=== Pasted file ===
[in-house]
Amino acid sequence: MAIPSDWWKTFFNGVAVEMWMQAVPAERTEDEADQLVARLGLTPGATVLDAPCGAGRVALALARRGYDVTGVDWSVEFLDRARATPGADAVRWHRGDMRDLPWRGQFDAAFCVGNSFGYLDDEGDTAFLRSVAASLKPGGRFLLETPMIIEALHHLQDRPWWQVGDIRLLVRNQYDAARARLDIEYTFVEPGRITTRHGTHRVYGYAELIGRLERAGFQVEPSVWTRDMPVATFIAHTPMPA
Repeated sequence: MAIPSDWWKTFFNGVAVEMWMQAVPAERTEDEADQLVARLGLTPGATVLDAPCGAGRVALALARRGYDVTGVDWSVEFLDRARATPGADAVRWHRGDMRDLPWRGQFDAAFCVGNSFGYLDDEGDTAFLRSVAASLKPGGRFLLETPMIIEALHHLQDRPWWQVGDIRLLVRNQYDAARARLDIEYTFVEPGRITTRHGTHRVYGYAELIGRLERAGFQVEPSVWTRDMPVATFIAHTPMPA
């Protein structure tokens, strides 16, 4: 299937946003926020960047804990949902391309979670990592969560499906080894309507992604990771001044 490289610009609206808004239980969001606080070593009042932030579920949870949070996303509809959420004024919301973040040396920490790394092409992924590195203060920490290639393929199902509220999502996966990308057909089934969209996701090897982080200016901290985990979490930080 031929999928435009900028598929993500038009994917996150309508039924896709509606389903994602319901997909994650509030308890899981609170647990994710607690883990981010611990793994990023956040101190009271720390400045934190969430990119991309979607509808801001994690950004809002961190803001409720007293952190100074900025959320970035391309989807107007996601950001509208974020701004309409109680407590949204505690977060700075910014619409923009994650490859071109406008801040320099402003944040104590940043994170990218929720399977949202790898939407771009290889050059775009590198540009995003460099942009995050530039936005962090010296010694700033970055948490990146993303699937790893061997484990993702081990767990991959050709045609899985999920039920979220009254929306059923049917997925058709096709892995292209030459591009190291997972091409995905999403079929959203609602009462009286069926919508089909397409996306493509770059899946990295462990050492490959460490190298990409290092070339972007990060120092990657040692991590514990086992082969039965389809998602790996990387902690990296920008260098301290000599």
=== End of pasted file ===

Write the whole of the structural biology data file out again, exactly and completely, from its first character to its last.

[in-house]
Amino acid sequence: MAIPSDWWKTFFNGVAVEMWMQAVPAERTEDEADQLVARLGLTPGATVLDAPCGAGRVALALARRGYDVTGVDWSVEFLDRARATPGADAVRWHRGDMRDLPWRGQFDAAFCVGNSFGYLDDEGDTAFLRSVAASLKPGGRFLLETPMIIEALHHLQDRPWWQVGDIRLLVRNQYDAARARLDIEYTFVEPGRITTRHGTHRVYGYAELIGRLERAGFQVEPSVWTRDMPVATFIAHTPMPA
Repeated sequence: MAIPSDWWKTFFNGVAVEMWMQAVPAERTEDEADQLVARLGLTPGATVLDAPCGAGRVALALARRGYDVTGVDWSVEFLDRARATPGADAVRWHRGDMRDLPWRGQFDAAFCVGNSFGYLDDEGDTAFLRSVAASLKPGGRFLLETPMIIEALHHLQDRPWWQVGDIRLLVRNQYDAARARLDIEYTFVEPGRITTRHGTHRVYGYAELIGRLERAGFQVEPSVWTRDMPVATFIAHTPMPA
């Protein structure tokens, strides 16, 4: 299937946003926020960047804990949902391309979670990592969560499906080894309507992604990771001044 490289610009609206808004239980969001606080070593009042932030579920949870949070996303509809959420004024919301973040040396920490790394092409992924590195203060920490290639393929199902509220999502996966990308057909089934969209996701090897982080200016901290985990979490930080 031929999928435009900028598929993500038009994917996150309508039924896709509606389903994602319901997909994650509030308890899981609170647990994710607690883990981010611990793994990023956040101190009271720390400045934190969430990119991309979607509808801001994690950004809002961190803001409720007293952190100074900025959320970035391309989807107007996601950001509208974020701004309409109680407590949204505690977060700075910014619409923009994650490859071109406008801040320099402003944040104590940043994170990218929720399977949202790898939407771009290889050059775009590198540009995003460099942009995050530039936005962090010296010694700033970055948490990146993303699937790893061997484990993702081990767990991959050709045609899985999920039920979220009254929306059923049917997925058709096709892995292209030459591009190291997972091409995905999403079929959203609602009462009286069926919508089909397409996306493509770059899946990295462990050492490959460490190298990409290092070339972007990060120092990657040692991590514990086992082969039965389809998602790996990387902690990296920008260098301290000599």